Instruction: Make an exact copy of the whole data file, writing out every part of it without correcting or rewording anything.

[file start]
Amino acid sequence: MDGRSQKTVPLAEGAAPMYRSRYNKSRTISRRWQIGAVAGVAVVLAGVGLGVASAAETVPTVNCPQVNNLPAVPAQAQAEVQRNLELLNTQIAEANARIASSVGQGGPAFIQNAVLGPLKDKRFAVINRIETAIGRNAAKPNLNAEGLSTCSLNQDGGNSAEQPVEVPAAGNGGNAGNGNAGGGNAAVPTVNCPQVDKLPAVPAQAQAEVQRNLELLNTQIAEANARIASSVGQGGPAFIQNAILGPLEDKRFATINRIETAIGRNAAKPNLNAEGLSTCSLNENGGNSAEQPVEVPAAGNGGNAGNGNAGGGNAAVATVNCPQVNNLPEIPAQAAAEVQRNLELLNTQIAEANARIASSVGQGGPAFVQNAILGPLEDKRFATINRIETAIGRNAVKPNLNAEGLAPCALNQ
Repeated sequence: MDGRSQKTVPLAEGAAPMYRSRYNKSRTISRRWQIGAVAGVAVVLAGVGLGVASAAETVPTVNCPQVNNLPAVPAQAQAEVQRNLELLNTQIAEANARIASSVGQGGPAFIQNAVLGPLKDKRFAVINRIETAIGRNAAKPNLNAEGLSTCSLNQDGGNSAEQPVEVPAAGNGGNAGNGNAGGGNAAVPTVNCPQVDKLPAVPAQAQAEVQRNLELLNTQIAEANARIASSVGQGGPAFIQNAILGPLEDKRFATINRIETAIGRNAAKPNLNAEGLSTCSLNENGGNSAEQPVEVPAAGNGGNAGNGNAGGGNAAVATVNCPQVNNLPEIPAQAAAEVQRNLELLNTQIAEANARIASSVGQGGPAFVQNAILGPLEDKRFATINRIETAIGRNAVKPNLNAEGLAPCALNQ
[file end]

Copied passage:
Amino acid sequence: MDGRSQKTVPLAEGAAPMYRSRYNKSRTISRRWQIGAVAGVAVVLAGVGLGVASAAETVPTVNCPQVNNLPAVPAQAQAEVQRNLELLNTQIAEANARIASSVGQGGPAFIQNAVLGPLKDKRFAVINRIETAIGRNAAKPNLNAEGLSTCSLNQDGGNSAEQPVEVPAAGNGGNAGNGNAGGGNAAVPTVNCPQVDKLPAVPAQAQAEVQRNLELLNTQIAEANARIASSVGQGGPAFIQNAILGPLEDKRFATINRIETAIGRNAAKPNLNAEGLSTCSLNENGGNSAEQPVEVPAAGNGGNAGNGNAGGGNAAVATVNCPQVNNLPEIPAQAAAEVQRNLELLNTQIAEANARIASSVGQGGPAFVQNAILGPLEDKRFATINRIETAIGRNAVKPNLNAEGLAPCALNQ
Repeated sequence: MDGRSQKTVPLAEGAAPMYRSRYNKSRTISRRWQIGAVAGVAVVLAGVGLGVASAAETVPTVNCPQVNNLPAVPAQAQAEVQRNLELLNTQIAEANARIASSVGQGGPAFIQNAVLGPLKDKRFAVINRIETAIGRNAAKPNLNAEGLSTCSLNQDGGNSAEQPVEVPAAGNGGNAGNGNAGGGNAAVPTVNCPQVDKLPAVPAQAQAEVQRNLELLNTQIAEANARIASSVGQGGPAFIQNAILGPLEDKRFATINRIETAIGRNAAKPNLNAEGLSTCSLNENGGNSAEQPVEVPAAGNGGNAGNGNAGGGNAAVATVNCPQVNNLPEIPAQAAAEVQRNLELLNTQIAEANARIASSVGQGGPAFVQNAILGPLEDKRFATINRIETAIGRNAVKPNLNAEGLAPCALNQ